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The stories near you
• Fresh Take Florida: University of Florida’s president is stepping down. “Fuchs, 67, who had been appointed the 12th president of the state’s flagship university in 2014, made the surprise announcement on the first day of spring classes. He said he had quietly informed the chairman of the board of trustees, Mori Hosseini, about his decision back in August.”
• WUFT News: Ocala natives headline U.S. Long Track Olympic Trials for Beijing Games. “Ocala is the unlikely hometown of three Winter Olympians vying for another chance to compete on the world’s biggest stage, this time at the 2022 Games in Beijing next month. Each is the No. 1 ranked skater in their respective events – 1,500 meters for Joey Mantia, 35; 1,000 meters for Brittany Bowe, 33; and 500 meters for Erin Jackson, 29 – going into U.S. Long Track Olympic Trials being held this week in Milwaukee.”
• WUFT News: Rural broadband remains scarce across north central Florida. Here’s what that means for people without it. “Several counties throughout North Florida have turned to speed tests to determine the areas of their region that most lack consistent internet. Cindy Bellot, the director of the Dixie County Library, says she lives in an area that so severely lacks broadband connection, she can’t even take the test. And she’s felt firsthand the impacts of a lack of technological resources in rural regions.”
• Here & Now: Florida election supervisor says voter fraud claims are making his job harder. “Here & Now host Scott Tong speaks with Wesley Wilcox, a Republican who is the supervisor of elections in Marion County, Florida, about his efforts to push back against Trump voters who believe without evidence that there was fraud in the 2020 presidential election.”
• ClickOrlando: 4th resident of The Villages charged with casting multiple ballots. “Charles Franklin Barnes, 64, was booked into the Sumter County jail Tuesday night on a charge of casting more than one ballot in an election, a third-degree felony punishable by up to five years in prison.”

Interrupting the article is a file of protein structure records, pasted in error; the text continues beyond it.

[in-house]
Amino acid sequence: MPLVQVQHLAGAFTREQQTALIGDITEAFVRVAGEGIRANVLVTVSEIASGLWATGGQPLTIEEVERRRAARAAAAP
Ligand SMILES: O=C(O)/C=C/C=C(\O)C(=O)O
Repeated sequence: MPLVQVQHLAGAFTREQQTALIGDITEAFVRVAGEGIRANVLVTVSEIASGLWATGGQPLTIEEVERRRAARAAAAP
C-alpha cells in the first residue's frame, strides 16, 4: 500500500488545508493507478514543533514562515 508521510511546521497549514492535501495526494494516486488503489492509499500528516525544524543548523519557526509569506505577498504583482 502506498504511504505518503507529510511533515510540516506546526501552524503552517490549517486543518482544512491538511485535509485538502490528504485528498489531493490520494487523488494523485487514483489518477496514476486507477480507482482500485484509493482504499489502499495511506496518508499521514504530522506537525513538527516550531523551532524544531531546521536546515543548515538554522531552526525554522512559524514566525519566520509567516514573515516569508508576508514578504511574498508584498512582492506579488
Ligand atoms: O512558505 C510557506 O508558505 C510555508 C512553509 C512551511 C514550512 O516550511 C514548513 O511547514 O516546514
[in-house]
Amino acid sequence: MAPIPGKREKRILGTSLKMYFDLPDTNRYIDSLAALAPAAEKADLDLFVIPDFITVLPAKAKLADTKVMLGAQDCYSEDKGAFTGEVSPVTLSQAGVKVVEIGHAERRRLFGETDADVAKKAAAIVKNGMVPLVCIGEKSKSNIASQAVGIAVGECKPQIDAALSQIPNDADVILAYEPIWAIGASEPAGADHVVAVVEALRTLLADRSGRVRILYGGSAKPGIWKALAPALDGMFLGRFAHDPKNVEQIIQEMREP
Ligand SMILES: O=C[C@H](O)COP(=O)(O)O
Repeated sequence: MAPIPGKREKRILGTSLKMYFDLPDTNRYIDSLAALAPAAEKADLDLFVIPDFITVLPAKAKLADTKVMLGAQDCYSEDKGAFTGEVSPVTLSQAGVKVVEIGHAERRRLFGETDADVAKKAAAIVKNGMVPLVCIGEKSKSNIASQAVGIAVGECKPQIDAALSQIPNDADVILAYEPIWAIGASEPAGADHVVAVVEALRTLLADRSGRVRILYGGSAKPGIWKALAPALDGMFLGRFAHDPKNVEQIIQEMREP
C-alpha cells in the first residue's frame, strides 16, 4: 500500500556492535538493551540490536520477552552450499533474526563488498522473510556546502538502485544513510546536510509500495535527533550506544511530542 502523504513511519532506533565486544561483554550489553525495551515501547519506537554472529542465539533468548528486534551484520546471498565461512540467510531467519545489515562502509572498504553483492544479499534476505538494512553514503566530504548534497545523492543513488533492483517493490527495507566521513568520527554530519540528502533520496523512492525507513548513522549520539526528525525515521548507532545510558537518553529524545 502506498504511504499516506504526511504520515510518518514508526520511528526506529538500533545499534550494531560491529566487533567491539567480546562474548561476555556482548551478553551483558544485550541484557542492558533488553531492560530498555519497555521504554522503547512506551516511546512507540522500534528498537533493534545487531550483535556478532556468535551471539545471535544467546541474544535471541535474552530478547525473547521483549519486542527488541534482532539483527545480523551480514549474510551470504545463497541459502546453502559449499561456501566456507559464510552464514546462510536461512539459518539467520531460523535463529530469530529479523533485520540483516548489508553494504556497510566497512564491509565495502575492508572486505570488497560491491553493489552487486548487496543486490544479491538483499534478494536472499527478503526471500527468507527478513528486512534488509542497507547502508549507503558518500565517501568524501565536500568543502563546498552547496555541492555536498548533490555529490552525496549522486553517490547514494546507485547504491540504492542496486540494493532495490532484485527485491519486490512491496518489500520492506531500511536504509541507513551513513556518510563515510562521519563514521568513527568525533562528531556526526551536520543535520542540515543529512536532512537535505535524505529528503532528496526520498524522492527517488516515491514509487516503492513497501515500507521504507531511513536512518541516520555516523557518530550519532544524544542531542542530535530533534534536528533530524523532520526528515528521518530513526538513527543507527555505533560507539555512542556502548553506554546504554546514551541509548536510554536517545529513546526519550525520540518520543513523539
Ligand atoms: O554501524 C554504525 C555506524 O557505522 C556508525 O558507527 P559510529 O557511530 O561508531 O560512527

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Around the state
• McClatchy: A year after attack, Floridians in Congress reflect on ‘fragile’ democracy, fallout. “One year after rioters attacked the U.S. Capitol in a violent attempt to overturn the 2020 election, Florida Democrats are reflecting on the fragility of democracy and the unfinished fight for accountability. Their Republican colleagues kept their focus on gaps in Capitol security for the somber anniversary rather than the motivations behind the unprecedented attack.”
• WFSU: Florida lawmakers face big issues as the 2022 legislative session gets underway. “Florida lawmakers are preparing to kick off their annual lawmaking session which begins on Jan. 11. The agenda comes amid both an election and redistricting year which will see Republicans try to boost their numbers and win all statewide contests while Democrats try to hold their ground.”
• News Service of Florida: Florida lawmakers will open the legislative session without COVID-19 restrictions. “Legislative leaders are monitoring the spike in coronavirus cases across Florida but haven’t made plans to reimpose restrictions on public access that were used during the 2021 session.”
• Orlando Sentinel ($): Pressure mounts for health care providers: Florida threatens fines for complying with federal vaccination mandate. “While many experts are advising clients to follow federal law, David Miller, a Miami-based employment attorney at the Bryant Miller Olive law firm, equated the situation faced by many Florida employers as being ‘a bone between two dogs,’ with the canines being the state and federal governments.”
• WMFE: Despite new CDC guidance, Port Canaveral cruises float on. “Last week, the CDC raised its health notice for cruises from three to four — its highest rating — citing an increase in reported Covid-19 cases on cruise ships.”
• Florida Politics: Ron DeSantis says shots won’t end pandemic, denies losing faith in vaccine. “‘With omicron, the vaccines are not stopping the spread. That’s clear,’ said DeSantis, who has only received one shot of the Johnson & Johnson vaccine. ‘If you look at who’s being infected, vaccinated, boosted, they’re all being infected. It didn’t stop it,’ he continued, discussing the vaccine. ‘It doesn’t provide sterilizing immunity, and I think that you just have to be honest with people about that.'”
• WTSP-Tampa: The Sunshine State’s first solar community is still shining four years after its foundation. “Nestled between Punta Gorda and Fort Myers in southwest Florida is Babcock Ranch. A community made up of nearly 20,000 homes with a population of roughly 50,000 and a whole lot of solar panels.”
From NPR News
About today’s curator
I’m Ethan Magoc, a news editor at WUFT. Originally from Pennsylvania, I’ve found a home telling Florida stories. I’m part of a team searching each morning for local and state stories that are important to you; please send feedback about today’s edition or ideas for stories we may have missed to firstname.lastname@example.org.